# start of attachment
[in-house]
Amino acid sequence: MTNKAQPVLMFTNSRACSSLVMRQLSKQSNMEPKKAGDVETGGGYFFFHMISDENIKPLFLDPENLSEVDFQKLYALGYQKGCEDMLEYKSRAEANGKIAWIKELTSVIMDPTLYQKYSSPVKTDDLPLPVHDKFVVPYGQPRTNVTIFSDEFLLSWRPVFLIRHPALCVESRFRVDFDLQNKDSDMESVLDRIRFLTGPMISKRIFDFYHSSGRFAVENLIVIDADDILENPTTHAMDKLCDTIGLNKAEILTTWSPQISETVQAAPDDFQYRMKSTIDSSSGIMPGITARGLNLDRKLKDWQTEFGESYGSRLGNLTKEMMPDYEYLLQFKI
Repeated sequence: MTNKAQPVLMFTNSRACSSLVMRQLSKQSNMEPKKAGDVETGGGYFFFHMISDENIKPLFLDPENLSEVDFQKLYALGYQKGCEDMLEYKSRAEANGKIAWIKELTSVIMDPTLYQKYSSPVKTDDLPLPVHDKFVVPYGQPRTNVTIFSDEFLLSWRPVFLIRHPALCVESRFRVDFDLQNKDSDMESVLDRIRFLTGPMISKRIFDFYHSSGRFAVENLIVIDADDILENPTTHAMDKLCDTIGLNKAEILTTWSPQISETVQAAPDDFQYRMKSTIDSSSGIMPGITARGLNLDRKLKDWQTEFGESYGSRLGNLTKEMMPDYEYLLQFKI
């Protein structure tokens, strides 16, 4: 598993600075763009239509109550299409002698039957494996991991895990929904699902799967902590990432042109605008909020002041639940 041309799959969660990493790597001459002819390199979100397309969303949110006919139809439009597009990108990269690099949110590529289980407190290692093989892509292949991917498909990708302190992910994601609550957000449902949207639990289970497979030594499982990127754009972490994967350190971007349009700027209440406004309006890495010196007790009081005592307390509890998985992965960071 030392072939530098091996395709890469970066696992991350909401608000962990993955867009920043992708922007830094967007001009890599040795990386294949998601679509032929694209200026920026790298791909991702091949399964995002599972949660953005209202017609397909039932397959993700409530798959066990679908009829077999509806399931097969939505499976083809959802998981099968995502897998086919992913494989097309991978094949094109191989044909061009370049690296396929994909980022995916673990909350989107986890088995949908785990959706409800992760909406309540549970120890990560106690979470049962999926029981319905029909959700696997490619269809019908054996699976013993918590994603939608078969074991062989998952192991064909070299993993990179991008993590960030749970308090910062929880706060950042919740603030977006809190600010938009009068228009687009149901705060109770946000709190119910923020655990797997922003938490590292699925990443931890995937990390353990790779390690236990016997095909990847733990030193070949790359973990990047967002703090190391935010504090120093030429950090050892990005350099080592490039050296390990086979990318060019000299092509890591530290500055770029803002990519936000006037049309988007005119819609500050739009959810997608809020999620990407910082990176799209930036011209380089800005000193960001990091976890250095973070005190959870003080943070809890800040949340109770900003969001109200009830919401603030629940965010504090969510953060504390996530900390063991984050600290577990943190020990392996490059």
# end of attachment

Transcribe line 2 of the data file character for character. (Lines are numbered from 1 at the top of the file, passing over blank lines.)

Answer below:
Amino acid sequence: MTNKAQPVLMFTNSRACSSLVMRQLSKQSNMEPKKAGDVETGGGYFFFHMISDENIKPLFLDPENLSEVDFQKLYALGYQKGCEDMLEYKSRAEANGKIAWIKELTSVIMDPTLYQKYSSPVKTDDLPLPVHDKFVVPYGQPRTNVTIFSDEFLLSWRPVFLIRHPALCVESRFRVDFDLQNKDSDMESVLDRIRFLTGPMISKRIFDFYHSSGRFAVENLIVIDADDILENPTTHAMDKLCDTIGLNKAEILTTWSPQISETVQAAPDDFQYRMKSTIDSSSGIMPGITARGLNLDRKLKDWQTEFGESYGSRLGNLTKEMMPDYEYLLQFKI